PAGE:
LOS ANGELES — Jason Collins, a 35-year-old center, signed a 10-day contract with the Brooklyn Nets on Sunday afternoon and played against the Lakers hours later, appearing in an NBA uniform for the first time since last spring, when he announced that he was gay. The signing represents a significant step toward transforming North American professional sports into a more welcoming environment for gay athletes. Until Sunday night, no NBA game had taken place with an openly gay player on the floor. The NFL, Major League Baseball and the NHL — the continent’s other three traditional major sports leagues — have never had a publicly gay participant.
The very act of Collins’s suiting up and stepping onto the court — he entered the game to warm applause in the second quarter — represented a milestone in the effort to change a sports culture that some feel has lagged far behind society at large in acceptance of gay people. Collins played 11 minutes in the Nets’ 108-102 victory, finishing with no points, two rebounds, a steal and five fouls.
Collins said he had little time to process it all. He awoke Sunday morning to text messages from his agent and Nets Coach Jason Kidd alerting him to the move, and hours later he was signing his contract. A few hours after that, he was taking his physical and preparing to play his first game since April 17. “Right now, I’m focused on trying to learn the plays, the game plan assignment,” Collins, sitting at a lectern, said less than an hour before the game Sunday night. “I don’t have time to really think about history right now.”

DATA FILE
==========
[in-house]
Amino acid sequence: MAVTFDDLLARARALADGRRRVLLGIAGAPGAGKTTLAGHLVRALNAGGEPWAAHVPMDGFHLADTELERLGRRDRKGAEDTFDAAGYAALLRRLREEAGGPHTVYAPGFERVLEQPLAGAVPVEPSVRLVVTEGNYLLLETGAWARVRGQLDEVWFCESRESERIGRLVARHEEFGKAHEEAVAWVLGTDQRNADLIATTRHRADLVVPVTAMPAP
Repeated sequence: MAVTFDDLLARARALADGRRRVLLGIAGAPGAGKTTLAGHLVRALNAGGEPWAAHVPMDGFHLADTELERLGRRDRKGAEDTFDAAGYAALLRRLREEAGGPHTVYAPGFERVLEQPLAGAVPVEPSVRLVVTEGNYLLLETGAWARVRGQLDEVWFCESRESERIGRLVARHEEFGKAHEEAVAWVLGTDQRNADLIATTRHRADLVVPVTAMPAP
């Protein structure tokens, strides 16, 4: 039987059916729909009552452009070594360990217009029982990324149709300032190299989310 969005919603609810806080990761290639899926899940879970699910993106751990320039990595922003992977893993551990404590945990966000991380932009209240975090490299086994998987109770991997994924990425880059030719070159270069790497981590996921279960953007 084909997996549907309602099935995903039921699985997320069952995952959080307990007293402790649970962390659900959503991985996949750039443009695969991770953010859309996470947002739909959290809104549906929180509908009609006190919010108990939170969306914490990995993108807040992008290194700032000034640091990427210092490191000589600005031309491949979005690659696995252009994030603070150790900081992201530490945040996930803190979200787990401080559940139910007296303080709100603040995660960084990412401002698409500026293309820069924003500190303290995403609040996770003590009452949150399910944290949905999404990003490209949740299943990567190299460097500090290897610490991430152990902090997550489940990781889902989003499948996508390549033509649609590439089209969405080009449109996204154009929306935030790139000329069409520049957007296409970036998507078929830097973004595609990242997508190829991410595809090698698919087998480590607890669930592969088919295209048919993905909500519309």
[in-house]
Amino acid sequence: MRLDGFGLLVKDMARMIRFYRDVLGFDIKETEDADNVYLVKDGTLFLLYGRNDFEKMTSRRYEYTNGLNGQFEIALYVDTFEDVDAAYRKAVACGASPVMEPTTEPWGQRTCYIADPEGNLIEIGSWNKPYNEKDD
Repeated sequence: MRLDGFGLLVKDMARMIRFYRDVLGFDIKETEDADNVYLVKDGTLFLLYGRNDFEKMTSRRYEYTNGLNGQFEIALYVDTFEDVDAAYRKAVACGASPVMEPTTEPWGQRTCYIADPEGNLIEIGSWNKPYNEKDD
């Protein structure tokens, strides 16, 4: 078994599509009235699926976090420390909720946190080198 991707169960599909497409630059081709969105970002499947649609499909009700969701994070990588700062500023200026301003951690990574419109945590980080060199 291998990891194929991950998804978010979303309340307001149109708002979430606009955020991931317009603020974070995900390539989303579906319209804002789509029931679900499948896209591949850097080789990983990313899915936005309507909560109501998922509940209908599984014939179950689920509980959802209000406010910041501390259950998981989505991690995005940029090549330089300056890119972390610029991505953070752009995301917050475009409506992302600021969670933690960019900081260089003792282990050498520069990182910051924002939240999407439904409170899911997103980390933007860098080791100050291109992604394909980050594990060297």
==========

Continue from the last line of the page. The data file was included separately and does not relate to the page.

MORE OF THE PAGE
The sense of history was inevitable, though. It seemed noteworthy that the first openly gay player in one of America’s major sports leagues would play for a Brooklyn team. In 1947, Jackie Robinson of the Brooklyn Dodgers became the first black player in modern baseball. It felt significant, too, that the Nets’ owner, Mikhail D. Prokhorov, is from Russia, where President Vladimir V. Putin has come under intense scrutiny for a law that bans gay “propaganda.”
“Today Jason Collins tore open the last remaining closet in America,” said Brian Ellner, a founding member of Athlete Ally, a nonprofit that raises awareness about homophobia in sports. “This is a piece of history, an important point on the continuum toward justice and a moment to celebrate.” Many felt that such a moment was overdue. Last April, after spending the 2012-13 regular season with the Boston Celtics and the Washington Wizards, Collins announced in a Sports Illustrated article that he was gay.
He was met with widespread support and earned a measure of celebrity — but not a new contract to play basketball. He was not invited to any team’s training camp and spent the last several months working out at his home in Los Angeles, readying himself in case a team called. Collins’s arrival with the Nets began to take shape two weeks ago, when he worked out for them in Los Angeles over the All-Star break. The Nets, who need help with interior defense and rebounding, were also interested in Glen Davis, who was bought out of his contract last week by the Orlando Magic. With Davis appearing to be near an agreement with the Los Angeles Clippers, though, the Nets shifted their focus on Sunday to Collins.